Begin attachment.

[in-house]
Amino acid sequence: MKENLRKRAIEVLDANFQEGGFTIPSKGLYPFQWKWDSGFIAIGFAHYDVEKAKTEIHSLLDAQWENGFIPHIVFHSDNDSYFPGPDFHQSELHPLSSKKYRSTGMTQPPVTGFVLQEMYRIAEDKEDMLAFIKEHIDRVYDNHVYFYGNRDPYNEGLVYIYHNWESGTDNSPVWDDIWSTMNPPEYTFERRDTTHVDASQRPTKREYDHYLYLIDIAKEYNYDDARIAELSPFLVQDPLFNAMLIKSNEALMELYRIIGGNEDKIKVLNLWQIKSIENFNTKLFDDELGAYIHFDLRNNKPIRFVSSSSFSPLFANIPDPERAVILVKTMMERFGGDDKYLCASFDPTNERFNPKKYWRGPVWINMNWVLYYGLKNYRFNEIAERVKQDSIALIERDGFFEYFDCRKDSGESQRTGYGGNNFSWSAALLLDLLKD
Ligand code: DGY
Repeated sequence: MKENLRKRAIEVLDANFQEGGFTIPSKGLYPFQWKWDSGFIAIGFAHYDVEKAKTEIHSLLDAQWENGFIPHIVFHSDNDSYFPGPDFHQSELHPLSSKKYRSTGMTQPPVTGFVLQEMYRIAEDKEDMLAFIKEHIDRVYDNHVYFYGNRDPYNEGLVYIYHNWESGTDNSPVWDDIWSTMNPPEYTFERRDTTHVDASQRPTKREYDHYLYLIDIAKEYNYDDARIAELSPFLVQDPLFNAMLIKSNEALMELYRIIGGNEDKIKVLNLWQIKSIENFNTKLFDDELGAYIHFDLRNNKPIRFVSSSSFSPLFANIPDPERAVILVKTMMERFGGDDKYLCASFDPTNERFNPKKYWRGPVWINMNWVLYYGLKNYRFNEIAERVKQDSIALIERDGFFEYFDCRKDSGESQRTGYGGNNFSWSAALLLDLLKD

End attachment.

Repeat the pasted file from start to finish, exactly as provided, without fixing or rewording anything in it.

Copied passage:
[in-house]
Amino acid sequence: MKENLRKRAIEVLDANFQEGGFTIPSKGLYPFQWKWDSGFIAIGFAHYDVEKAKTEIHSLLDAQWENGFIPHIVFHSDNDSYFPGPDFHQSELHPLSSKKYRSTGMTQPPVTGFVLQEMYRIAEDKEDMLAFIKEHIDRVYDNHVYFYGNRDPYNEGLVYIYHNWESGTDNSPVWDDIWSTMNPPEYTFERRDTTHVDASQRPTKREYDHYLYLIDIAKEYNYDDARIAELSPFLVQDPLFNAMLIKSNEALMELYRIIGGNEDKIKVLNLWQIKSIENFNTKLFDDELGAYIHFDLRNNKPIRFVSSSSFSPLFANIPDPERAVILVKTMMERFGGDDKYLCASFDPTNERFNPKKYWRGPVWINMNWVLYYGLKNYRFNEIAERVKQDSIALIERDGFFEYFDCRKDSGESQRTGYGGNNFSWSAALLLDLLKD
Ligand code: DGY
Repeated sequence: MKENLRKRAIEVLDANFQEGGFTIPSKGLYPFQWKWDSGFIAIGFAHYDVEKAKTEIHSLLDAQWENGFIPHIVFHSDNDSYFPGPDFHQSELHPLSSKKYRSTGMTQPPVTGFVLQEMYRIAEDKEDMLAFIKEHIDRVYDNHVYFYGNRDPYNEGLVYIYHNWESGTDNSPVWDDIWSTMNPPEYTFERRDTTHVDASQRPTKREYDHYLYLIDIAKEYNYDDARIAELSPFLVQDPLFNAMLIKSNEALMELYRIIGGNEDKIKVLNLWQIKSIENFNTKLFDDELGAYIHFDLRNNKPIRFVSSSSFSPLFANIPDPERAVILVKTMMERFGGDDKYLCASFDPTNERFNPKKYWRGPVWINMNWVLYYGLKNYRFNEIAERVKQDSIALIERDGFFEYFDCRKDSGESQRTGYGGNNFSWSAALLLDLLKD